Now if the NHL doesn’t hand down an appropriate suspension? Then we can start talking about that conspiracy…

Ducks sign former first-rounder Noesen to one-year extension

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ANAHEIM, Calif. (AP) Forward Stefan Noesen has agreed to a one-year contract to stay with the Anaheim Ducks.

Anaheim confirmed the two-way deal Monday.

Noesen (NAY-sun) appeared in one game in each of the past two seasons for the Ducks, who acquired him from Ottawa in 2013.

The 2011 first-round pick by the Senators has spent most of the past three seasons in the AHL with Anaheim’s affiliates in Norfolk and San Diego. He scored 32 points in 65 games for the Gulls last season.

The 23-year-old Texas native’s pro career has been hindered by two major injuries. He missed practically all of the 2013-14 season with torn ligaments in his left knee, and he missed four months of the 2014-15 season after an opponent’s skate blade nearly severed his right Achilles tendon.

Twitter unveils plan to stream NHL games

LONDON, ENGLAND - NOVEMBER 07:  In this photo illustration, The Twitter logo is displayed on a mobile device as the company announced it's initial public offering and debut on the New York Stock Exchange on November 7, 2013 in London, England. Twitter went public on the NYSE opening at USD 26 per share, valuing the company's worth at an estimated USD 18 billion.  (Photo by Bethany Clarke/Getty Images)
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SAN FRANCISCO (AP) Twitter will live stream for free one Major League Baseball game and one NHL game per week under a new deal.

The agreement announced Monday will allow viewers to watch games nationally that would normally be available only in the two teams’ home markets. Users will not need to be logged into Twitter to see the games.

The baseball games will also be available outside the U.S., with some exceptions. Twitter did not announce the game schedule Monday.

The social media network is attempting to move into live sports streaming through “over-the-top” broadcasts, which do not require a cable subscription. In April, Twitter reached a deal with the NFL to stream 10 “Thursday Night Football” games this fall.

Former Flyers goalie Heeter signs with Detroit’s AHL team

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The Red Wings added some goalie depth on Monday, agreeing to terms with journeyman Cal Heeter.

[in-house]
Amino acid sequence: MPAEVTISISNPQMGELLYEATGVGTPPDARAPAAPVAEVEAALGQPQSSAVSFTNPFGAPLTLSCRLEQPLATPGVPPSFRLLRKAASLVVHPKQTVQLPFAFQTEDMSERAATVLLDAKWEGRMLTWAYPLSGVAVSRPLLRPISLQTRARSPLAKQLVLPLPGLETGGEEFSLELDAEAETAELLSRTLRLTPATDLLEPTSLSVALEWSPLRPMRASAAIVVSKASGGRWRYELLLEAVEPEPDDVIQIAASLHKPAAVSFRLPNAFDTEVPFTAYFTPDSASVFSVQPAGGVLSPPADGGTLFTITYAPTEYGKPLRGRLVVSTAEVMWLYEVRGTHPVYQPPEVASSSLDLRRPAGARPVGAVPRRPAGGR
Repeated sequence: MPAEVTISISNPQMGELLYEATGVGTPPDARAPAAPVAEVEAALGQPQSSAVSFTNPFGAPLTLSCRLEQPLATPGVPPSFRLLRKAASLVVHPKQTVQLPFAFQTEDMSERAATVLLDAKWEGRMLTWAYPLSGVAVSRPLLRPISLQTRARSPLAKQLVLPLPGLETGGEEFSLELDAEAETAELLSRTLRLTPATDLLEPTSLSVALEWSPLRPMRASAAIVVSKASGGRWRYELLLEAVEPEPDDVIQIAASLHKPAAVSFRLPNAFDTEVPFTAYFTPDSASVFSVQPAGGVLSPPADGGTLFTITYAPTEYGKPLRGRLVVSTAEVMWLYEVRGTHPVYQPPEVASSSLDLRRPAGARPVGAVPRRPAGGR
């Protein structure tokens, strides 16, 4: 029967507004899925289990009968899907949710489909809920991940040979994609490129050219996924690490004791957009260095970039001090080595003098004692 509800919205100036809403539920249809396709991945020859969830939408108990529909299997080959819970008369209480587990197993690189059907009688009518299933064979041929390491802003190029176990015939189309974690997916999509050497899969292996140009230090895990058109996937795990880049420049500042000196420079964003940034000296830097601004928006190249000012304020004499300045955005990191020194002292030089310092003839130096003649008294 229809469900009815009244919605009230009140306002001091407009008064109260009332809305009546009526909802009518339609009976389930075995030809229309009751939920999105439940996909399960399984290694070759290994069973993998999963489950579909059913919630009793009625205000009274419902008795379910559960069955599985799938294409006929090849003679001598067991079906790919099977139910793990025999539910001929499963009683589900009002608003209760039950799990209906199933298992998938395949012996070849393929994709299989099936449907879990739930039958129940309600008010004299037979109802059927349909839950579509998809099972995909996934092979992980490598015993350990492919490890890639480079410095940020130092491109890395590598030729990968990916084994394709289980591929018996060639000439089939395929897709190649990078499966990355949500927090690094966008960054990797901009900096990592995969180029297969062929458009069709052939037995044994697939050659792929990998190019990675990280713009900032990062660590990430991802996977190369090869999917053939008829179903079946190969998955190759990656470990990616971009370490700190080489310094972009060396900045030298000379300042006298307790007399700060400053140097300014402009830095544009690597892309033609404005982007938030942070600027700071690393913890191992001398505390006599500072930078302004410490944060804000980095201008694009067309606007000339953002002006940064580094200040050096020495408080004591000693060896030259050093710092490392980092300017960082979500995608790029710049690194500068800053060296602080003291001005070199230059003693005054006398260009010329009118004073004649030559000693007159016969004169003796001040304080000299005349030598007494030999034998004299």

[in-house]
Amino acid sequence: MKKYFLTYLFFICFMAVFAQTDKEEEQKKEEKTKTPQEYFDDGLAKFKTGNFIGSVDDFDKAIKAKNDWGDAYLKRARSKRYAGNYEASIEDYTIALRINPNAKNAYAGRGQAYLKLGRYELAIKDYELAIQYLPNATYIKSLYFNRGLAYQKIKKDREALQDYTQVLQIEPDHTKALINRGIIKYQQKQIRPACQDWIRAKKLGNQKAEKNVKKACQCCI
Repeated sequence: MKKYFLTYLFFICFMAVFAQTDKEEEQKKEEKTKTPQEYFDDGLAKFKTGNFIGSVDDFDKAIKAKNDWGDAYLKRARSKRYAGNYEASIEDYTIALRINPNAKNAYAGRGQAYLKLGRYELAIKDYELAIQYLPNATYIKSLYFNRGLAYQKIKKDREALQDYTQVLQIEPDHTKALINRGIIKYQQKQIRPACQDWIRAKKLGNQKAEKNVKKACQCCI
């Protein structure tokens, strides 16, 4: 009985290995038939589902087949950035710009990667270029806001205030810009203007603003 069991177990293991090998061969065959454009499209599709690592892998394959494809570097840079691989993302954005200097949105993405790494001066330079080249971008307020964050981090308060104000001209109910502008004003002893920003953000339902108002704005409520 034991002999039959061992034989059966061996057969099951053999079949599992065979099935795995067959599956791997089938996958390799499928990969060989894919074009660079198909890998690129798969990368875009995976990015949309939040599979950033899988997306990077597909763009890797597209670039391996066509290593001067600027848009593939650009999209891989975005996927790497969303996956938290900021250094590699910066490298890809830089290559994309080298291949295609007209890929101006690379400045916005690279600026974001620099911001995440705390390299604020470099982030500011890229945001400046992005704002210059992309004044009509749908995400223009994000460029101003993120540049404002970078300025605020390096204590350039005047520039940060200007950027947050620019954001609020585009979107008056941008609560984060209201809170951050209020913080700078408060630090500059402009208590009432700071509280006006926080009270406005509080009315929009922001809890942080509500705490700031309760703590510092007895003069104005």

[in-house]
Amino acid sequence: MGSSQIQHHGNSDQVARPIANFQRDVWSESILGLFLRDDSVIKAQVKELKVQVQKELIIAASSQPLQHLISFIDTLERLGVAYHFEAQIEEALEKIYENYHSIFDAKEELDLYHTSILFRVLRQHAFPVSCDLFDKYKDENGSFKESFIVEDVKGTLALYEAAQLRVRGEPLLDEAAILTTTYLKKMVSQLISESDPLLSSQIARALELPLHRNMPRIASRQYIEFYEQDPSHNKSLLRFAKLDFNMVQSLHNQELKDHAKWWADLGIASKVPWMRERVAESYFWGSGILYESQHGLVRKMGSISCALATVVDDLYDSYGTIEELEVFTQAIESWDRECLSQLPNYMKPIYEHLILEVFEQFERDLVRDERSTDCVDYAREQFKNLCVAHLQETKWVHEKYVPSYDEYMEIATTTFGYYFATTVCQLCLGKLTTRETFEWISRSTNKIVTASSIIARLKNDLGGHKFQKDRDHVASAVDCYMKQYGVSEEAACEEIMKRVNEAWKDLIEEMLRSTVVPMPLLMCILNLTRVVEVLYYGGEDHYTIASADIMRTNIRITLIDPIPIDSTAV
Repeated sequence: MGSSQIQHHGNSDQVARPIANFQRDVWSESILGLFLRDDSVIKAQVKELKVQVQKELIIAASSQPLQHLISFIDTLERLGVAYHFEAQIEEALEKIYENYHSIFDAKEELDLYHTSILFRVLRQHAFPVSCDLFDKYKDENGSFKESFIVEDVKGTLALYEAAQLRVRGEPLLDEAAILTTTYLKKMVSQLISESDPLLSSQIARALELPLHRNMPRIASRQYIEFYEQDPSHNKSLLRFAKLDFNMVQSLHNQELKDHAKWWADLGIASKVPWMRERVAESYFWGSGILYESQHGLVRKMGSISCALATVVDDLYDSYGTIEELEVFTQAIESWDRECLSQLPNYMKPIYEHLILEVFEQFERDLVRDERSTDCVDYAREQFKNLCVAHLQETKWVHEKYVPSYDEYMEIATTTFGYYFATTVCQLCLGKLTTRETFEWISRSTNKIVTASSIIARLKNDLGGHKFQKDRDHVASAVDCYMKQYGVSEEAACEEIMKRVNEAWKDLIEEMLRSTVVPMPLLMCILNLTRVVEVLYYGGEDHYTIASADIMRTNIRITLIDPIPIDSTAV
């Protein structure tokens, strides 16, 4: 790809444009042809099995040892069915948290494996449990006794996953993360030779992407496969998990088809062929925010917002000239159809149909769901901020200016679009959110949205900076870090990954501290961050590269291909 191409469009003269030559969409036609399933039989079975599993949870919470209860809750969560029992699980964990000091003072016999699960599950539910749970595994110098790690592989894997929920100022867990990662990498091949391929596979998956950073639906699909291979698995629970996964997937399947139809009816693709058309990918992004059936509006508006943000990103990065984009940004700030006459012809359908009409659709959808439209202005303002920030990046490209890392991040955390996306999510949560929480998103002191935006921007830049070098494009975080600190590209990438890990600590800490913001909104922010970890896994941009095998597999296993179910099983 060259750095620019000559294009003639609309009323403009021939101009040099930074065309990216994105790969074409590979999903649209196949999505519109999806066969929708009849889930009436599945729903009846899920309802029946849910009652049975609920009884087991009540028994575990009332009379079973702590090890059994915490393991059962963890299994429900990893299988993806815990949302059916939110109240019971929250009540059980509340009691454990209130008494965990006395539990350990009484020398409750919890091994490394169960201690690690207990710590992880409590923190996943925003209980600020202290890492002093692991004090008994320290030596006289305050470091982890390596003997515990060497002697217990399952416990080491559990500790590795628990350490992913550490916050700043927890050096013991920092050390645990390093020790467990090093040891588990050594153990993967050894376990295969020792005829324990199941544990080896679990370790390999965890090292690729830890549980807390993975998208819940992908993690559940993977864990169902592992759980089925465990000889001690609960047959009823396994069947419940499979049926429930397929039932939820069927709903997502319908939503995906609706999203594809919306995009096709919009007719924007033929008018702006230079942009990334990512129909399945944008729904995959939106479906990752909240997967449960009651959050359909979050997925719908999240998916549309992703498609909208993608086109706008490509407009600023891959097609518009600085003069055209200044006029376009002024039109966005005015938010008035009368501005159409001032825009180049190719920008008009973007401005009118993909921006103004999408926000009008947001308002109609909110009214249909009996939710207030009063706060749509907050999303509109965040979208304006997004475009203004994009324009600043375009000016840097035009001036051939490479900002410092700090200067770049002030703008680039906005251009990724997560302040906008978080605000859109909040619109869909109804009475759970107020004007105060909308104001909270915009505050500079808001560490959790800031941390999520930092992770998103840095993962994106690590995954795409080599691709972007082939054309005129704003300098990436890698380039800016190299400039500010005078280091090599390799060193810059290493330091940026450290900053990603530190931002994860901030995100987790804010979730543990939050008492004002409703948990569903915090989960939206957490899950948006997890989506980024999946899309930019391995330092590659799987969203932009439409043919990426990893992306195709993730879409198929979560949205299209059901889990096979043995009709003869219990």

Heeter, 27, broke in with the Flyers organization a while back and made his big-league debut in ’13-14, appearing in one game.

Since then, he’s bounced around the ECHL, AHL (with the Toronto Marlies) and, last season, split his time between Hamburg of the German League and Zagreb Medvescak of the KHL.

By itself, this signing isn’t especially noteworthy, as Heeter projects to be an American League mainstay next year.

But the contract is kind of interesting when looking and the big-picture goalie situation in Detroit. The Wings now have Heeter, Petr Mrazek, Jimmy Howard, Jared Coreau, Eddie Pasquale and Jake Paterson all under contract for next season, which is an awful lot of goalies.

With that in mind, remember that Howard’s name has been in trade talks for quite some time.

 

Ex-NHLers Bellemore, Collins sign with KHL’s Chinese club

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HC Kunlun Red Star, the Beijing-based expansion team that will begin playing in the KHL next season, has added a pair of former NHLers.

Sean Collins, who appeared in a pair of games for the Capitals last season, and Brett Bellemore, a veteran of over 100 contests with the Carolina Hurricanes, have agreed to join the club, per Russian news outlet R-Sport.

Bellemore, 28, was originally drafted by the ‘Canes in 2007 and spent most of his professional career with the organization. He signed on with Boston’s AHL affiliate in Providence last year, and appeared in 56 games.

Collins, 27, broke in with the Blue Jackets before signing with the Caps last season. He spent the majority of the year in AHL Hershey and fared well — 16 goals and 39 points in 75 games — and scored three times in the playoffs, helping the Bears advance to the Calder Cup final.